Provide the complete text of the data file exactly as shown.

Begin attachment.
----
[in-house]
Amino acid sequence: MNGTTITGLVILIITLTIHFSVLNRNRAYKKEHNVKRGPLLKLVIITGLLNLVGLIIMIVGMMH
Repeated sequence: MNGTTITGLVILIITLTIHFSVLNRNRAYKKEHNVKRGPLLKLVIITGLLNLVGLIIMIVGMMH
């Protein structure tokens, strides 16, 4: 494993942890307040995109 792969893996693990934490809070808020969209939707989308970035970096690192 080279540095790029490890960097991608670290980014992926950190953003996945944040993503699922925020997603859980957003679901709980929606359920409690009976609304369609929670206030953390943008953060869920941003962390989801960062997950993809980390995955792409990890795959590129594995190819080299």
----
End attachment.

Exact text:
[in-house]
Amino acid sequence: MNGTTITGLVILIITLTIHFSVLNRNRAYKKEHNVKRGPLLKLVIITGLLNLVGLIIMIVGMMH
Repeated sequence: MNGTTITGLVILIITLTIHFSVLNRNRAYKKEHNVKRGPLLKLVIITGLLNLVGLIIMIVGMMH
């Protein structure tokens, strides 16, 4: 494993942890307040995109 792969893996693990934490809070808020969209939707989308970035970096690192 080279540095790029490890960097991608670290980014992926950190953003996945944040993503699922925020997603859980957003679901709980929606359920409690009976609304369609929670206030953390943008953060869920941003962390989801960062997950993809980390995955792409990890795959590129594995190819080299």